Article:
Please write up a description of any word list, including what it contains, an estimate of level of difficulty, etc.
I prefer that lists be uploaded as “zip” files and linked here. “Txt” and a couple other file formats are not allowed due to security concerns and by recommendation of the DokuWiki development group. A single ZIP file with all the texts together is more time efficient for people to download as well.
A quick overview of how to upload files and add a new section.
[Posted with permission from CKATT] on Plecoforums.
Here are some flash cards for common names of radicals, 部首 bushou, that some people have been asking for. Please read the notes before you install them.
Much of this information comes from a great book called «常用汉字部首: The most common Chinese Radicals». Other sources include Contemporary Chinese 1: character book, chinese-tools.com and yellowbridge.com as well discussions with my Chinese teacher and other friends here in China. Also, a big thanks to ldolse for his radical dictionary and flash cards, which were hugely helpful in putting this, much smaller, list together. Do check it out for much more extensive information on radicals.
While I [Ckatt] feel that these are the most common names you should keep in mind that they are not the only names. Some bushou have academic common names that I only found in books, such as “er dao pang”, but people here in China have told me that no one calls it this, and “zou er pang” is what is commonly used.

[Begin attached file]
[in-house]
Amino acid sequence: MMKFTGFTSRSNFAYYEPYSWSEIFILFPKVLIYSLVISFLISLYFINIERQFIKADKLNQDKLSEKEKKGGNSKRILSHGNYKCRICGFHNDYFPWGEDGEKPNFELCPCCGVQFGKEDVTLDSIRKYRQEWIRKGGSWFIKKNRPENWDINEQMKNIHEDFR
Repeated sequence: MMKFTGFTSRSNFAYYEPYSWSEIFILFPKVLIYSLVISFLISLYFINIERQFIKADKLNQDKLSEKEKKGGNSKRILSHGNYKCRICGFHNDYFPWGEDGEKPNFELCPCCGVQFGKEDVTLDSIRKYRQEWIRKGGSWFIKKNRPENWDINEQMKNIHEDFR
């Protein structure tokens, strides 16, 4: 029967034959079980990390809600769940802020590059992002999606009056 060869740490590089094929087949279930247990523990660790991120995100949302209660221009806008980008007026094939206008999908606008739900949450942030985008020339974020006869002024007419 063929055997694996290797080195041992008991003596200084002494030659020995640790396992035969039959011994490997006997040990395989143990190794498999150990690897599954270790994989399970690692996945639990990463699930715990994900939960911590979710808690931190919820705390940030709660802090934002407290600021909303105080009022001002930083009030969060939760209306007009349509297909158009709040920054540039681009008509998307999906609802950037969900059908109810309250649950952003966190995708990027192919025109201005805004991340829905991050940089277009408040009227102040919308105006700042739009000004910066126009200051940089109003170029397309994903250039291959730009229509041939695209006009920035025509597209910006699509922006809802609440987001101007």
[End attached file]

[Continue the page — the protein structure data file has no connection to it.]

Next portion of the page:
Also some bushou have flexible position and flexible names. Yu 雨 for example could be placed on the left and would be referred to as yu zi pang, if on the side or yu zi tou if on the top, however it would likely just be referred to as yu if on the bottom. Xin 心 on the other hand would be called xin zi di on the bottom and just xin on top. I have not made cards for all possible names of all the radicals just the one where there is a clear or important distinction. As such some cards are included with no common name, mainly because they we listed in«常用汉字部首»and I am assuming the author knows what he is doing, others I have added myself because I have seen them recur often in the characters I am learning. Think od this list as a starting point, once you know the basic rules of the nomenclature identifying the common name of most radicals is quite easy if you know how to say the standalone character.
Also included are cards for all 8 the main strokes and some variations. These may or may not interest you, but since radicals are the building blocks of characters I think it is important to know the building blocks of the radicals.
Some characters may not display correctly for you as I have used a few substitutes where no Chinese character is available. The rising stroke 提 for example has no standard character. Initially I has used a forward slash to represent it but I have since found something more suitable that displays correctly on the android device I have available to test it on. Consider this to be a beta release.